June 13, 2021

Volume XI, Number 164

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When Compulsory Licenses Apparently Just Won’t Do: The US Backs Waiver of Rights to IP Relating to COVID-19

On Tuesday, May 5, 2021, the U.S. Trade Representative Katherine Tai released an unprecedented statement supporting a “Covid-19 TRIPS Waiver.” Specifically, Ambassador Tai stated “[t]he Administration believes strongly in intellectual property protections, but in service of ending this pandemic, supports the waiver of those protections for COVID-19 vaccines. We will actively participate in text-based negotiations at the World Trade Organization (WTO) needed to make that happen.”

The stock market was unimpressed.

To quote the Talking Heads: “And you may ask yourself, well, how did I get here?’

The Agreement on Trade-Related Aspects of Intellectual Property Rights (TRIPS) set the minimum standards for intellectual property protection in the world today. Relevant here, TRIPS permits WTO Member states to engage in compulsory licensing as part of the agreement’s overall attempt to strike a balance between promoting access to existing drugs and promoting intellectual property incentives.

The term “compulsory licensing” does not appear in TRIPS. Rather, Article 31 of TRIPS permits a Member State to “allow[] for other use of the subject matter of a patent without the authorization of the right holder” as long as “the following provisions [are] respected.”

Two provisions are particularly relevant here.

Article 31(b) generally requires that “such use may only be permitted if, prior to such use, the proposed user has made efforts to obtain authorization from the right holder.” That requirement, however, “may be waived by a Member in the case of a national emergency or other circumstances of extreme urgency or in cases of public non-commercial use.”

Second, Article 31(h) requires that, regardless, “the right holder shall be paid adequate remuneration in the circumstances of each case, taking into account the economic value of the authorization.”

TRIPS does not, however, purport to establish a “one size fits all” approach to intellectual property, a fact made clear by the 2001 Doha Declaration. In that Declaration, the WTO stated:

  1. “Each member has the right to grant compulsory licences and the freedom to determine the grounds upon which such licences are granted.”
  2. “Each member has the right to determine what constitutes a national emergency or other circumstances of extreme urgency, it being understood that public health crises, including those relating to HIV/AIDS, tuberculosis, malaria and other epidemics, can represent a national emergency or other circumstances of extreme urgency.”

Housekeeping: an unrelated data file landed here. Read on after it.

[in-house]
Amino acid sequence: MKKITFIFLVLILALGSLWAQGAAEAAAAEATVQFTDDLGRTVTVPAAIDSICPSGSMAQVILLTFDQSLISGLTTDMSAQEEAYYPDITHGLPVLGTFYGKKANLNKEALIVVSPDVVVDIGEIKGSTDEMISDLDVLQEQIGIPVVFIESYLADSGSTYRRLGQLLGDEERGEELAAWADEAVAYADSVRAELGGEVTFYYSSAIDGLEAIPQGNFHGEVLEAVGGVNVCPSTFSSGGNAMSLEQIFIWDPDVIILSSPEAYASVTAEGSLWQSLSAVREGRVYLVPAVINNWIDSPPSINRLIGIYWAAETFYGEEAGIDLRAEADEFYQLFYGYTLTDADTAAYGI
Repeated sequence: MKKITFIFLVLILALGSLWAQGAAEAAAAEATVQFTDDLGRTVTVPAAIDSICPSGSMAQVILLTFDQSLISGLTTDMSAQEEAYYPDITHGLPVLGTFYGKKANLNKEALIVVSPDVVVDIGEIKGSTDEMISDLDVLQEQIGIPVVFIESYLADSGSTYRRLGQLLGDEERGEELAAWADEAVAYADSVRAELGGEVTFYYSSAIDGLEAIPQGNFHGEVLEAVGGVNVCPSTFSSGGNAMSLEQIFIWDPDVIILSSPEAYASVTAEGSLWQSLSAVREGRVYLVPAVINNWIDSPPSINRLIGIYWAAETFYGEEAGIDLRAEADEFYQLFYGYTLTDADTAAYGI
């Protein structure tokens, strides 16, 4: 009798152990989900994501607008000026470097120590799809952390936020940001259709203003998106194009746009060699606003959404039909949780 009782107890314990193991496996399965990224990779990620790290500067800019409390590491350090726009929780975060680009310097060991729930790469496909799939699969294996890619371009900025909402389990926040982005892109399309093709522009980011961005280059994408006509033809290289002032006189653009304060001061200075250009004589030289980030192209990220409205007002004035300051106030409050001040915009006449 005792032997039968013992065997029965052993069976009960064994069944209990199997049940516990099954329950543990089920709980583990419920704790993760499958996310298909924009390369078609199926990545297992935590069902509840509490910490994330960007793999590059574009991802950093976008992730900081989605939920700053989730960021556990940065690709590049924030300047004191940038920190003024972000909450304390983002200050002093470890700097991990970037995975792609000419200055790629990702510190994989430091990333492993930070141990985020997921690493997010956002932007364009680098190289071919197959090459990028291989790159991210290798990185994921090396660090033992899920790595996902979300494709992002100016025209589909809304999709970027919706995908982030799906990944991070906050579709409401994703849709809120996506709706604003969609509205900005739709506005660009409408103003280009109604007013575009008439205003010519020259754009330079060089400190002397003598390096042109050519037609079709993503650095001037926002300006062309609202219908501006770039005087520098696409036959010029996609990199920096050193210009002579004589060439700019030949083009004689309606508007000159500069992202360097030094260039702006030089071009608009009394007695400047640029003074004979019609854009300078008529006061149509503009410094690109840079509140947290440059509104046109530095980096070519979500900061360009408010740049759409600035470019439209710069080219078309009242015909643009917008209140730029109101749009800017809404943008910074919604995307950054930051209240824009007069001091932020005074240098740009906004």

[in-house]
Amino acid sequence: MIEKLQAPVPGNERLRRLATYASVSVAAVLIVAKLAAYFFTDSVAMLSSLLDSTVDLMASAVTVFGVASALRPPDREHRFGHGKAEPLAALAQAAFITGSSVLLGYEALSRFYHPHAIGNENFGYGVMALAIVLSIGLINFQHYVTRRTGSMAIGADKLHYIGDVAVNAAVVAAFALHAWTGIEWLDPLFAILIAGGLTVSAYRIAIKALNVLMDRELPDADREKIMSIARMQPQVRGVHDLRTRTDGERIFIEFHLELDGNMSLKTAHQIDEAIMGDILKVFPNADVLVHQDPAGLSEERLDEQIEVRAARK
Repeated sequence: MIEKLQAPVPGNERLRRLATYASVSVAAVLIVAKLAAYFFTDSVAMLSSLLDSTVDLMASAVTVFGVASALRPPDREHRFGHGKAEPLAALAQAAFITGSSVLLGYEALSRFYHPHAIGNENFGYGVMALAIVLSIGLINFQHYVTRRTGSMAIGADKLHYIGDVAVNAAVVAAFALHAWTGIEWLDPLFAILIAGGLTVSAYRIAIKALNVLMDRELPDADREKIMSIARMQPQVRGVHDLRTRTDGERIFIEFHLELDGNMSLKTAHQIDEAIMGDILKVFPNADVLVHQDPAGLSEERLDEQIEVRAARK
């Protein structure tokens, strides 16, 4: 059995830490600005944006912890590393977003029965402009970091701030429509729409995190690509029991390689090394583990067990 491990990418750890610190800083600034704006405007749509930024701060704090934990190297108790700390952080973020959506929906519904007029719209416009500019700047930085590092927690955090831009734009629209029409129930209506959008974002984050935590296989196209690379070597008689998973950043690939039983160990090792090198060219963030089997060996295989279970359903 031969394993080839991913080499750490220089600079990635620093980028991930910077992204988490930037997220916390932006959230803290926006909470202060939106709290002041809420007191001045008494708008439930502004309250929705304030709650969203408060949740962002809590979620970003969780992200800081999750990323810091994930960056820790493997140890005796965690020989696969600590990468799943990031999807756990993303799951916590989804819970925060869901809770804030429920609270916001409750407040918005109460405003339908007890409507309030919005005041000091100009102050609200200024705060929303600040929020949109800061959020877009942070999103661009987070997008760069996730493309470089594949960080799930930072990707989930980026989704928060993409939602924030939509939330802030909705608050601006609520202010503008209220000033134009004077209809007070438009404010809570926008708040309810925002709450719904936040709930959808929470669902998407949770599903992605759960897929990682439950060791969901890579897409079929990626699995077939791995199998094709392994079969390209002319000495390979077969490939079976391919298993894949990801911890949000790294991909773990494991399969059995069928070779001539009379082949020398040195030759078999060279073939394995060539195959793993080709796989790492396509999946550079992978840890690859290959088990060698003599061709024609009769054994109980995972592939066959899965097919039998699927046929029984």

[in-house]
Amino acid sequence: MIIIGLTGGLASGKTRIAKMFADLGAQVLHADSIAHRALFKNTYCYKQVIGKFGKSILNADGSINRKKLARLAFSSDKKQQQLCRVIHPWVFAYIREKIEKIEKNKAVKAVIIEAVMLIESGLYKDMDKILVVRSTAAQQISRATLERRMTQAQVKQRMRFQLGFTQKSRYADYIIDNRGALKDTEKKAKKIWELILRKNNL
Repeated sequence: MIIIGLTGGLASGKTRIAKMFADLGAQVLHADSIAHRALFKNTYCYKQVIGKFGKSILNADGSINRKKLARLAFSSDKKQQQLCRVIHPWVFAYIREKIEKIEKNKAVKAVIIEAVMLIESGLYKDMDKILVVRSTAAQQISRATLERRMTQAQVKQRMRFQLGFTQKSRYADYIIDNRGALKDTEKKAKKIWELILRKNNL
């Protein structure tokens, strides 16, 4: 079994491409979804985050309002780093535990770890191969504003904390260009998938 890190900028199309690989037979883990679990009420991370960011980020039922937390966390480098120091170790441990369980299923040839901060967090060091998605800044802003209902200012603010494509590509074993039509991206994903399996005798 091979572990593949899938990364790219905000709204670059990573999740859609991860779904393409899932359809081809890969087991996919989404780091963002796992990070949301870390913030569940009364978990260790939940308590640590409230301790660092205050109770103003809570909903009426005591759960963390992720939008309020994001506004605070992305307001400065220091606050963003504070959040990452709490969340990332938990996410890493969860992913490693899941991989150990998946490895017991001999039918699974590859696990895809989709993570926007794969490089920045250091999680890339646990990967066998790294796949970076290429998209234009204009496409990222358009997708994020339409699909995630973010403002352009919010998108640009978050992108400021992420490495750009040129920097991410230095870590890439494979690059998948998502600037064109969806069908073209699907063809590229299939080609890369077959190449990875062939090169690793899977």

Nonetheless, in October 2020, South Africa and India pushed the WTO for more, demanding that the Council essentially impose a ban on COVID-19 patents. Despite widespread support, that request has stalled. Likely not for much longer. The issue of a waiver—despite the compulsory license provisions of TRIPS—will certainly be the center of discussion at the June 8-9 meeting of the TRIPS Council. With the US backing and support of an India/South Africa-style “waiver” of TRIPS provisions relating to COVID-19, it may just pass.

© Copyright 2021 Squire Patton Boggs (US) LLPNational Law Review, Volume XI, Number 126
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About this Author

Greg Chopskie Intellectual Property Attorney Squire Patton Boggs San Francisco, CA
Partner

Greg Chopskie has extensive experience as in-house counsel to several multibillion-dollar publicly traded life sciences companies. He offers an insider’s knowledge to the development of effective legal strategies and tactics in both domestic and international IP disputes, with a unique capability in and familiarity with Hatch-Waxman litigation. His skillset includes IP portfolio design, due diligence, international commercial transactions, and international competition matters. He is a strategic counselor in all phases of international disputes relating to complex IP...

415-954-0310
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